Insurers seek to team up on managed care

March 23, 1994|By New York Times News Service

NEW YORK -- Reaching for greater size and economic power in the rapidly changing managed health care market, Travelers Inc. and Metlife said yesterday that they were in the process of exploring "possible alliances among their health care operations."

By joining their forces, the two New York-based companies would get closer to the big leagues of managed care, although they would still be considerably behind the largest national health insurers, Kaiser Permanente, Prudential, Cigna and Aetna.

In a brief written statement after a number of reports that the two companies were discussing the possibility of merging their health care businesses, Metlife, a unit of Metropolitan Life Insurance Co., and Travelers said the talks were "exploratory." They added that "it would be premature to speculate on the outcome, if any."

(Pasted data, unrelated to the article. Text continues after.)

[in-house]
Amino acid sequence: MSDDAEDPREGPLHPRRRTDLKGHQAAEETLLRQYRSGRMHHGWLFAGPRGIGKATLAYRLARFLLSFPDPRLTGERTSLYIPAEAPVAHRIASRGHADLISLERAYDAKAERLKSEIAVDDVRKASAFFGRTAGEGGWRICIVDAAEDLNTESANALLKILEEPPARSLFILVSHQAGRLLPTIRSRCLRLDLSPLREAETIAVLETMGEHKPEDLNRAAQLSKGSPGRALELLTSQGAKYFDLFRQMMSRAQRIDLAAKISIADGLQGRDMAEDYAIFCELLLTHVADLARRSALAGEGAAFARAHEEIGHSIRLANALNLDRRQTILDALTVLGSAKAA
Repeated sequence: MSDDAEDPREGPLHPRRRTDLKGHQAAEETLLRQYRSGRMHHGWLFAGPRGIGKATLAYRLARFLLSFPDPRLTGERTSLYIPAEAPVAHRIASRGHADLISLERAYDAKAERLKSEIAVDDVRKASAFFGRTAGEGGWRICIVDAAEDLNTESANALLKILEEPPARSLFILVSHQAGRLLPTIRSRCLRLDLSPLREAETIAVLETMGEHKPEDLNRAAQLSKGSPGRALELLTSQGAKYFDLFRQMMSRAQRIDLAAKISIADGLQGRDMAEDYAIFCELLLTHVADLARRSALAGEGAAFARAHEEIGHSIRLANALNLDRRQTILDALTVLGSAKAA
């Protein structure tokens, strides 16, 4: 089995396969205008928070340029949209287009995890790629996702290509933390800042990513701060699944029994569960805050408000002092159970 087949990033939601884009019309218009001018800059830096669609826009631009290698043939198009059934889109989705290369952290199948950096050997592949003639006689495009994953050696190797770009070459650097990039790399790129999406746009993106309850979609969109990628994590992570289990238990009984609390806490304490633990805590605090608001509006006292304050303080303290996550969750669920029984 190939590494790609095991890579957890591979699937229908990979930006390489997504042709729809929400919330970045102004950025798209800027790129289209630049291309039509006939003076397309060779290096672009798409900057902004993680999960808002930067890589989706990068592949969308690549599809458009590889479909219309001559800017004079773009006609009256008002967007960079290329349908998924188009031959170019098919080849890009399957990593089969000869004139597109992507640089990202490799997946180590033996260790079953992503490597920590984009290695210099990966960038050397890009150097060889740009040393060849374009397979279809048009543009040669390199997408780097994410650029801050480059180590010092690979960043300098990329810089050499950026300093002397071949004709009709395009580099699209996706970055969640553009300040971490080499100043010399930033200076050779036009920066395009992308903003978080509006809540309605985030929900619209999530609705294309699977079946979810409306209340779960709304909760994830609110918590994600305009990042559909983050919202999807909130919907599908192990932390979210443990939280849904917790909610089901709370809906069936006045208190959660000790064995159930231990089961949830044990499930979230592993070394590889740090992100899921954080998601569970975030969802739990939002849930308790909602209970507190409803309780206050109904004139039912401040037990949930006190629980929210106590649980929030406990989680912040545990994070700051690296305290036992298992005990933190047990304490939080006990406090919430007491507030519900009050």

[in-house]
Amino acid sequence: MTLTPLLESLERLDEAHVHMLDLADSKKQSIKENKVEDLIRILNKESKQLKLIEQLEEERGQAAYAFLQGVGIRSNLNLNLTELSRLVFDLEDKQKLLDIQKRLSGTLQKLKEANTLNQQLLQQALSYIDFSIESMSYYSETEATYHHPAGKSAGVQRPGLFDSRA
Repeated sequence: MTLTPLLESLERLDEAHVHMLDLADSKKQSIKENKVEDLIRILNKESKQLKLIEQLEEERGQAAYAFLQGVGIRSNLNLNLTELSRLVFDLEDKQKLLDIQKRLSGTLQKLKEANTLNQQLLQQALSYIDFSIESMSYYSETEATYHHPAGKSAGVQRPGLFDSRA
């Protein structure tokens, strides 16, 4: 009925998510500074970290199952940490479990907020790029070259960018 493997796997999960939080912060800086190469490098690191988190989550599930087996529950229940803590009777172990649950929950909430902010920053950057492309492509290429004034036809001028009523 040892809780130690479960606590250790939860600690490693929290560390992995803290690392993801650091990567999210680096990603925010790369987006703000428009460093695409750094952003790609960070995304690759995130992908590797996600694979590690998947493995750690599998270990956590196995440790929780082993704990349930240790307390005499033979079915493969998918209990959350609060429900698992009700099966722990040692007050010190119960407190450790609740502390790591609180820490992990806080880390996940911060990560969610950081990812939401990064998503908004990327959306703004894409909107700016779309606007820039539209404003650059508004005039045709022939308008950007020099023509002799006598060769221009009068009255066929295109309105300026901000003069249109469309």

If the two combine, the new company would have about 980,000 members in health maintenance organizations and 4 million more in other types of managed-care groups, including discount networks for physicians and hospitals.

As the cost of traditional health insurance has soared, millions of people have switched to the cheaper managed-care plans, and companies have been scrambling to attract members.

The combined company would have branches around the country, and that geographical reach would make it more attractive to large national employers.

Industry analysts said an alliance would benefit both sides, but Michael W. Blumstein at Morgan Stanley in New York said an agreement was "not imminent," although it would fit into Travelers' "strategy of looking at alliances and joint ventures to bolster their competitive position."

Stephen D. Brink, a health care actuary in Milwaukee with Milliman & Robertson, a national health care consulting firm, said that forging a combination was attractive because the alternative -- creating a national network of health service providers from scratch -- would be "extremely difficult and very expensive."

"Size matters," said Kevin Morley, who heads research on corporate debt at CS First Boston in New York.

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